Section 179 Amounts Increased by New Tax Law

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The Tax Cuts and Jobs Act (TCJA) modifies many depreciation-related provisions, generally to taxpayers' benefit. Changes to bonus depreciation were covered in a previous Tax Alert. TCJA also increased the dollar and investment limitations of section 179 and expanded the definition of its property.

 

Section 179 Expensing

Section 179 allows a business to deduct the full purchase price of qualifying assets in the year it is placed in service. Businesses may expense purchases such as machinery and equipment, office furniture and equipment, vehicles (if they weigh over 6,000 pounds), computers, and off-the-shelf computer software.

 

Starting in 2018, TCJA increases the maximum that may be expensed under section 179 from $510,000 to $1 million and raises the phaseout threshold amount (after which the expense is reduced) from $2.03 million to $2.5 million of new purchases. It is entirely eliminated at $3.5 million. The amounts are indexed for inflation after 2018. Unlike many TCJA provisions, section 179 increases are permanent.

 

In addition to the increased amounts, some previously nonqualified assets may now use section 179 expense. These include roofs, HVAC equipment, and fire and security systems in commercial buildings, and certain property used to furnish lodging.

 

Section 179 vs. Bonus Depreciation

TCJA narrows the difference between bonus depreciation and section 179. Both currently allow full deduction of new purchases and both allow "new-to-you" used property. However, differences remain: 

  • Section 179 is allowed only when there is taxable income. Section 179 amounts limited by this rule carry forward to the following year. Bonus depreciation may create or increase a loss.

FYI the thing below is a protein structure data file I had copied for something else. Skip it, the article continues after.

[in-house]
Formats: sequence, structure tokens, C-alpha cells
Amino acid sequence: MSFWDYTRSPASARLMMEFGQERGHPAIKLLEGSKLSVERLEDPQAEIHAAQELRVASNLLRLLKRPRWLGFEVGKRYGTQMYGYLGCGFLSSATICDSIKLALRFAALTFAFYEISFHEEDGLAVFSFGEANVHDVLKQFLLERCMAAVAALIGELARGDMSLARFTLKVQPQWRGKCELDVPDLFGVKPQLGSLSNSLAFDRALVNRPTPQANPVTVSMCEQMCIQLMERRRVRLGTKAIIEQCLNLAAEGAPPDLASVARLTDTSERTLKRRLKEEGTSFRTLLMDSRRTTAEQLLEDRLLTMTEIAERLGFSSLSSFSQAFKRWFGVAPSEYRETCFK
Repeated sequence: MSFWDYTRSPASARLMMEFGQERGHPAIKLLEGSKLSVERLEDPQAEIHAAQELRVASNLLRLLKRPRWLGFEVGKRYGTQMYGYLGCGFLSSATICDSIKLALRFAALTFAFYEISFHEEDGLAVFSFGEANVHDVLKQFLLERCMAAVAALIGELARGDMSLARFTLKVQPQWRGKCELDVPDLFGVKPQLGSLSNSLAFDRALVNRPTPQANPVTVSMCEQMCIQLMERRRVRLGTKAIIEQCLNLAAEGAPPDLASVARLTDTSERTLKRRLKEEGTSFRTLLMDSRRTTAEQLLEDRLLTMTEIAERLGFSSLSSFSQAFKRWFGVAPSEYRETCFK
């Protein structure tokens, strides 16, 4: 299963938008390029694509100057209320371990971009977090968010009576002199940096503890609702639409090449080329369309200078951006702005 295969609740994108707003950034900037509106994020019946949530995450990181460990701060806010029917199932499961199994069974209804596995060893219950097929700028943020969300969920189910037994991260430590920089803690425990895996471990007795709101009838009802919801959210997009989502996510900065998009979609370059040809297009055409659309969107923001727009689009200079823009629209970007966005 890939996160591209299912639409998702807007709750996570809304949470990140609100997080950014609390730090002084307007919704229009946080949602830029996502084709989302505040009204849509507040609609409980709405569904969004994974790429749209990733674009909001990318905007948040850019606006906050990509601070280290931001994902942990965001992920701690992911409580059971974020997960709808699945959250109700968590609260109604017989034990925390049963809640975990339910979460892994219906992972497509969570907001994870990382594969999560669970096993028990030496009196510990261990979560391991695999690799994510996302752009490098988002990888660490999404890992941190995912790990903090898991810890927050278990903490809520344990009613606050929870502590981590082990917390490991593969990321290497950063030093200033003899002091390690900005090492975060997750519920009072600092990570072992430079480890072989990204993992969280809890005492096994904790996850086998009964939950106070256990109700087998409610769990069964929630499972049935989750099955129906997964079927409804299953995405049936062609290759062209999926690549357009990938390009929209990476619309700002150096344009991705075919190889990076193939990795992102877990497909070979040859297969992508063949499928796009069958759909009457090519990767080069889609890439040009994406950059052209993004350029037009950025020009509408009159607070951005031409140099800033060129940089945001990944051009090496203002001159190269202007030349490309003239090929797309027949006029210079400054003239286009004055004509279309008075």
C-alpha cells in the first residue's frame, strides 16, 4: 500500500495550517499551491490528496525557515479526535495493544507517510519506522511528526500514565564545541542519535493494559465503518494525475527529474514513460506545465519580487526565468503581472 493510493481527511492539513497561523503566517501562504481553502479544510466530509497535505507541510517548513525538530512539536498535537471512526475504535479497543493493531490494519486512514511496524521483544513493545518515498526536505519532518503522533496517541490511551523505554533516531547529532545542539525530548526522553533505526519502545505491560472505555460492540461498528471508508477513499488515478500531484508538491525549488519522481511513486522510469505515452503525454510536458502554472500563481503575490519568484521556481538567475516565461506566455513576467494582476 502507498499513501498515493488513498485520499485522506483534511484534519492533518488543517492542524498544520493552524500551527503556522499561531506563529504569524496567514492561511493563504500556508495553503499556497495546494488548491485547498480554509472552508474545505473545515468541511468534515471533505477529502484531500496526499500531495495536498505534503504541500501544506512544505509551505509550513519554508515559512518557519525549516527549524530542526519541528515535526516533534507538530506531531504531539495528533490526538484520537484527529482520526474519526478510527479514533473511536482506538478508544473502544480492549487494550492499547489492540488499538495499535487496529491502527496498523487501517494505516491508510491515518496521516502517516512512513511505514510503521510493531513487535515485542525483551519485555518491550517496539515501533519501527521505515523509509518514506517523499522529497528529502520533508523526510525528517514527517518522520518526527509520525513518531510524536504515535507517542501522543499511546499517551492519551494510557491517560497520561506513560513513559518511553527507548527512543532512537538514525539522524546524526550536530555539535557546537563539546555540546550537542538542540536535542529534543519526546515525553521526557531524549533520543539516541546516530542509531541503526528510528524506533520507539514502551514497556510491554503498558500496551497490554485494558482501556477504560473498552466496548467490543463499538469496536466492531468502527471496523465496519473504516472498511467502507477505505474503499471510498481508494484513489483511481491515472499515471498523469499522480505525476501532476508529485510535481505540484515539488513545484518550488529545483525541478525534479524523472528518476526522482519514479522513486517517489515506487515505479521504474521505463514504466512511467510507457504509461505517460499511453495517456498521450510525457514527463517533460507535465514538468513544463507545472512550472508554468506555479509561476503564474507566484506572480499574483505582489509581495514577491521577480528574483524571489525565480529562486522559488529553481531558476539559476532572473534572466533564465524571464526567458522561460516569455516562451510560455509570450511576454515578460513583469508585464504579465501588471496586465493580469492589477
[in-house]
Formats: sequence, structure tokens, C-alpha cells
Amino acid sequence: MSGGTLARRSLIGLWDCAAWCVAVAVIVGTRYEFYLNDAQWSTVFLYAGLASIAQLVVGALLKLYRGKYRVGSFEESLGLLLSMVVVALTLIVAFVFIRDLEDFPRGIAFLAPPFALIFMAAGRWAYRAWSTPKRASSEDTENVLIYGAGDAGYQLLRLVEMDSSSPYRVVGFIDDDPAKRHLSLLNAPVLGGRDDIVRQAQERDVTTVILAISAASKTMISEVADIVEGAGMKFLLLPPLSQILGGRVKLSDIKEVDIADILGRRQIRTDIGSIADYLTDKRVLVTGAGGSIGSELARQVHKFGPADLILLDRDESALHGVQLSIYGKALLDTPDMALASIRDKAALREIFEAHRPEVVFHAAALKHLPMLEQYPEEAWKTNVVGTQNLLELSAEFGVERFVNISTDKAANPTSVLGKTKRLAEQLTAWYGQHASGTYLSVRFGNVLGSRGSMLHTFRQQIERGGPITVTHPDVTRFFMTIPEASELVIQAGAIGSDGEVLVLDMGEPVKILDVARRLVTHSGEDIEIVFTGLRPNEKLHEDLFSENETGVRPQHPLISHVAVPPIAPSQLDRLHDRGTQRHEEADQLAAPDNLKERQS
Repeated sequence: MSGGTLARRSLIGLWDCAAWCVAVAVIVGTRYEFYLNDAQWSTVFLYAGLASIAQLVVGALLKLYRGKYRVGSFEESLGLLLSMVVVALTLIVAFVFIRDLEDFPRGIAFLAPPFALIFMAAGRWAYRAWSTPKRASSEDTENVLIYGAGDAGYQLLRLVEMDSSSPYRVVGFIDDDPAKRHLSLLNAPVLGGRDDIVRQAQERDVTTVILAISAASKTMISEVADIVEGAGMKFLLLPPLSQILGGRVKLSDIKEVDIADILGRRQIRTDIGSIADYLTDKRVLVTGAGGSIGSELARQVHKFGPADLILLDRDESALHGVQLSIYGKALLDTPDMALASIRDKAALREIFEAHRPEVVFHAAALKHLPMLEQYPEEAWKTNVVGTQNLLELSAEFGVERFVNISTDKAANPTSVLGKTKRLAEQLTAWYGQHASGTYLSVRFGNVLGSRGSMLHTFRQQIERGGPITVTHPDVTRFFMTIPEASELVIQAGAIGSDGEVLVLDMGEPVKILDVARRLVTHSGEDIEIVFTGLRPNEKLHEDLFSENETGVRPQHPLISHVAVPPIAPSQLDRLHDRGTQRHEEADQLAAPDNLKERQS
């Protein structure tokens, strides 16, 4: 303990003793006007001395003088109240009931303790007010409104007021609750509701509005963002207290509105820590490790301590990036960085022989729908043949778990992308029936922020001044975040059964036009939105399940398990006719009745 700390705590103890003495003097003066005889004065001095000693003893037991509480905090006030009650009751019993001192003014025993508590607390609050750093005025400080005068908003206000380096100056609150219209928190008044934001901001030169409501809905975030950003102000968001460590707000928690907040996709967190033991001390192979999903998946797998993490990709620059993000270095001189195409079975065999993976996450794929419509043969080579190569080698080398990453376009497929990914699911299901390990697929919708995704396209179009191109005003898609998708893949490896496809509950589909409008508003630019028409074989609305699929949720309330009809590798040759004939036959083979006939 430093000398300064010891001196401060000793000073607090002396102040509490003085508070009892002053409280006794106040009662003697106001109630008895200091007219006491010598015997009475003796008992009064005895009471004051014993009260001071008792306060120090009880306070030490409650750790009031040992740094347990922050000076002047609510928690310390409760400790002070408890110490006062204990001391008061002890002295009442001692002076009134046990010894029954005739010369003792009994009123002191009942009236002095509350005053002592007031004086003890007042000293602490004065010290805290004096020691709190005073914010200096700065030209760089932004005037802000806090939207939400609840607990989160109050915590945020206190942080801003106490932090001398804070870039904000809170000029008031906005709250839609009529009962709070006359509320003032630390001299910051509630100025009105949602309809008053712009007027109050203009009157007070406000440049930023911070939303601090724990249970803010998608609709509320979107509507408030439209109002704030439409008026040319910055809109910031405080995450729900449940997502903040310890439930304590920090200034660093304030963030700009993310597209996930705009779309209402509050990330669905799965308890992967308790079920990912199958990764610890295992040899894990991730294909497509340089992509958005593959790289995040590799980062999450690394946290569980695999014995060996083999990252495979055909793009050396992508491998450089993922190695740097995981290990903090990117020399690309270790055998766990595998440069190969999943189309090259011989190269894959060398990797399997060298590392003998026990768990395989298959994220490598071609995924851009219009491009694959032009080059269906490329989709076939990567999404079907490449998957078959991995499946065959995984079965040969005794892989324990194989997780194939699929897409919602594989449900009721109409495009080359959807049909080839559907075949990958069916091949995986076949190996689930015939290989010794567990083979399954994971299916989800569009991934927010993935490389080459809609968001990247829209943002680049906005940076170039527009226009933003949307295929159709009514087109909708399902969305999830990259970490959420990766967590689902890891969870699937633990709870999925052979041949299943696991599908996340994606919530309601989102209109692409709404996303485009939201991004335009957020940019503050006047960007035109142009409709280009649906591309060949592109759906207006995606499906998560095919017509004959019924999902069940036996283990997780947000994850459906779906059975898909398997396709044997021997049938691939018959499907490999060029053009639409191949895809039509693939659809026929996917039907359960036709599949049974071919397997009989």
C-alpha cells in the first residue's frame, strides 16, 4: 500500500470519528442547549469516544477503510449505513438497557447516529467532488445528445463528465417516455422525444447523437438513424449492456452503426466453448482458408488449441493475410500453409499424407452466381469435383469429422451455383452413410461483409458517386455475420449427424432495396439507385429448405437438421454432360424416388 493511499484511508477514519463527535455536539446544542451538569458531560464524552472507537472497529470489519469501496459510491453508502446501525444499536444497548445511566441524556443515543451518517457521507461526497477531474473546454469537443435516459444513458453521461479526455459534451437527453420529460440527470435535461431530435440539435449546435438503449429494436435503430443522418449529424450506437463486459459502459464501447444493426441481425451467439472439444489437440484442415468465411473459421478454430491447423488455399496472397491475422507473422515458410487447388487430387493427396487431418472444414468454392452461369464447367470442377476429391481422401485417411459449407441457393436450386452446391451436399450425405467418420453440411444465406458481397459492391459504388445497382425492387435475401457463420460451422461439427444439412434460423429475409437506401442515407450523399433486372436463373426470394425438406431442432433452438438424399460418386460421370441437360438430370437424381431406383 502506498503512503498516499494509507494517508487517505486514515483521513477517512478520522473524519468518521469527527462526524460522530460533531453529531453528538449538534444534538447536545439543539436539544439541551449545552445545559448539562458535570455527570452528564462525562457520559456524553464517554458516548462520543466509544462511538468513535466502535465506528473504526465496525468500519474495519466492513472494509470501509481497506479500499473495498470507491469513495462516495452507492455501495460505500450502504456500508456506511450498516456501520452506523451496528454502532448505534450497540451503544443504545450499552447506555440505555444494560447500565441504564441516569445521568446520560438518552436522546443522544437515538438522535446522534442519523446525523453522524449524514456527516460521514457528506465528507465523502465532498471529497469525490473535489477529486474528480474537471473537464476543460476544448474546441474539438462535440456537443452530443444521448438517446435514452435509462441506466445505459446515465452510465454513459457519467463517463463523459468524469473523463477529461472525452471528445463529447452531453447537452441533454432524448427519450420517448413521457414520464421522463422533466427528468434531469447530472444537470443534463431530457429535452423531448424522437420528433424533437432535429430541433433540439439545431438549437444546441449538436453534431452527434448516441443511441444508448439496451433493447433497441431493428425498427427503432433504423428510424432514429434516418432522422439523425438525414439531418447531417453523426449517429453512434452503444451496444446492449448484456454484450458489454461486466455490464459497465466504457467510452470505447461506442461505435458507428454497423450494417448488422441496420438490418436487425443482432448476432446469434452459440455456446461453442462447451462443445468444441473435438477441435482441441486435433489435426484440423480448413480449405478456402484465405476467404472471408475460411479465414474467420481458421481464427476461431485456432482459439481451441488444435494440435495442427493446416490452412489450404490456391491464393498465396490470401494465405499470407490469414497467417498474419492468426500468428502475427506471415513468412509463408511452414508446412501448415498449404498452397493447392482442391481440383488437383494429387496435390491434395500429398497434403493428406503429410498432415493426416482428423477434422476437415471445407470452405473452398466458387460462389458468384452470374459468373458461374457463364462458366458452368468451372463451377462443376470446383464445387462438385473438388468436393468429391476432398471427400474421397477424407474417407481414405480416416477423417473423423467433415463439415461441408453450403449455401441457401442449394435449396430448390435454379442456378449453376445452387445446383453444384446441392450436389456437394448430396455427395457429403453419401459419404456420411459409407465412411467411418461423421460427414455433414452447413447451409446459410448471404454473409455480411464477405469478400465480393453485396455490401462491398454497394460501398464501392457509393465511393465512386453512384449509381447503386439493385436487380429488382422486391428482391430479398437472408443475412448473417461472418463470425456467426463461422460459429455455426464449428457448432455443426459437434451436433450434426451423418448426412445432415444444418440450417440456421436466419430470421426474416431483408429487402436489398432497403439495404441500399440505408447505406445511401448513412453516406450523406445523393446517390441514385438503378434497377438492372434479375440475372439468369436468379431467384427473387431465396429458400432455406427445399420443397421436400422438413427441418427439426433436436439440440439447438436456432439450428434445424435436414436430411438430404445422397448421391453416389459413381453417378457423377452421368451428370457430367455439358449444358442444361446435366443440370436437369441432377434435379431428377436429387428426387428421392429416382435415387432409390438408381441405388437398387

• The dollar amount of section 179 expense is limited and subject to a spending cap. Bonus depreciation is unlimited.
  • New York, New Jersey, and most other states disallow bonus depreciation, requiring unfavorable state adjustments. Some states limit section 179 (New Jersey caps it at $25,000), but others (like New York) allow the full federal deduction.
  • A drafting error in TCJA made business leasehold improvements ineligible for bonus depreciation, but taxpayers may elect section 179 expense on qualified improvements.
  • Large businesses that exceed the section 179 spending cap may only use bonus depreciation.
  • 100% bonus depreciation phases down after 2022. Section 179 will not change except for inflation adjustments.
  • When both benefits are used, section 179 is claimed prior to bonus depreciation.

Update

Acting IRS Commissioner David Kautter announced that guidance on the deduction for pass-through income will likely be provided earlier than previously announced. Speaking at an event on June 8, Kautter said proposed regulations could be issued in a "couple of weeks."

 

Call your LMC professional if you want to discuss how the new section 179 rules or other provisions of TCJA affect your situation.

 

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